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||Prostate cancer incidence in 43 populations worldwide: An analysis of time trends overall and by age group.
||Ke Zhou C, Check DP, Lortet-Tieulent J, Laversanne M, Jemal A, Ferlay J, Bray F, Cook MB, Devesa SS
||Int J Cancer
||2015 Oct 21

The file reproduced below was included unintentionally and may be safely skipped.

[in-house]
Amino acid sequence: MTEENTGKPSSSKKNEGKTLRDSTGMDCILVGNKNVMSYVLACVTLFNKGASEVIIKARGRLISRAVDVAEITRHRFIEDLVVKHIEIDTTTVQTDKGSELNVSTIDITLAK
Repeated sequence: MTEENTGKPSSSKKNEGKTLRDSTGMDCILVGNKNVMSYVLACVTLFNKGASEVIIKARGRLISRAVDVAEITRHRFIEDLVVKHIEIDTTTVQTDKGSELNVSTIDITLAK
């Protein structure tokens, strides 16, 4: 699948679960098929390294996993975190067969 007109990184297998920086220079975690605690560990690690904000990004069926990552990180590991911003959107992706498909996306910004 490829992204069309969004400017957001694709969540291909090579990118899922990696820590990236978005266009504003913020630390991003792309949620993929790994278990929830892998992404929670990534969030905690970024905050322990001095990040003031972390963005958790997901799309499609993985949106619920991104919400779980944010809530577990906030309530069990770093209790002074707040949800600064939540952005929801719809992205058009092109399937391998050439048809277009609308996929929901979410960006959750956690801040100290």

||Prostate cancer is a significant public health burden and a major cause of morbidity and mortality among men worldwide. Analyzing geographic patterns and temporal trends may help identify high-risk populations, suggest the degree of PSA testing, and provide clues to etiology. We used incidence data available from the International Agency for Research on Cancer (IARC) and certain cancer registries for 43 populations across five continents during a median period of 24 years. Trends in overall prostate cancer rates showed five distinct patterns ranging from generally monotonic increases to peaking of rates followed by declines, which coincide somewhat with changes in the prevalence of PSA testing. Trends in age-specific rates generally mirrored those in the overall rates, with several notable exceptions. For populations where overall rates increased rapidly and then peaked, exemplified in North America and Oceania, the highest incidence tended to be most pronounced and occurred during earlier calendar years among older men compared with younger ones. For populations with almost continual increases in overall rates, exemplified in Eastern Europe and Asia, peaks were evident among men aged ≥75 years in many instances. Rates for ages 45-54 years did not clearly stabilize or decline in the majority of studied populations. Global geographic variation remained substantial for both overall and age-specific incidence rates regardless of levels of PSA testing, with the lowest rates consistently in Asia. Explanations for the persistent geographic differences and the continuing increases of especially early-onset prostate cancer remain unclear. This article is protected by copyright. All rights reserved.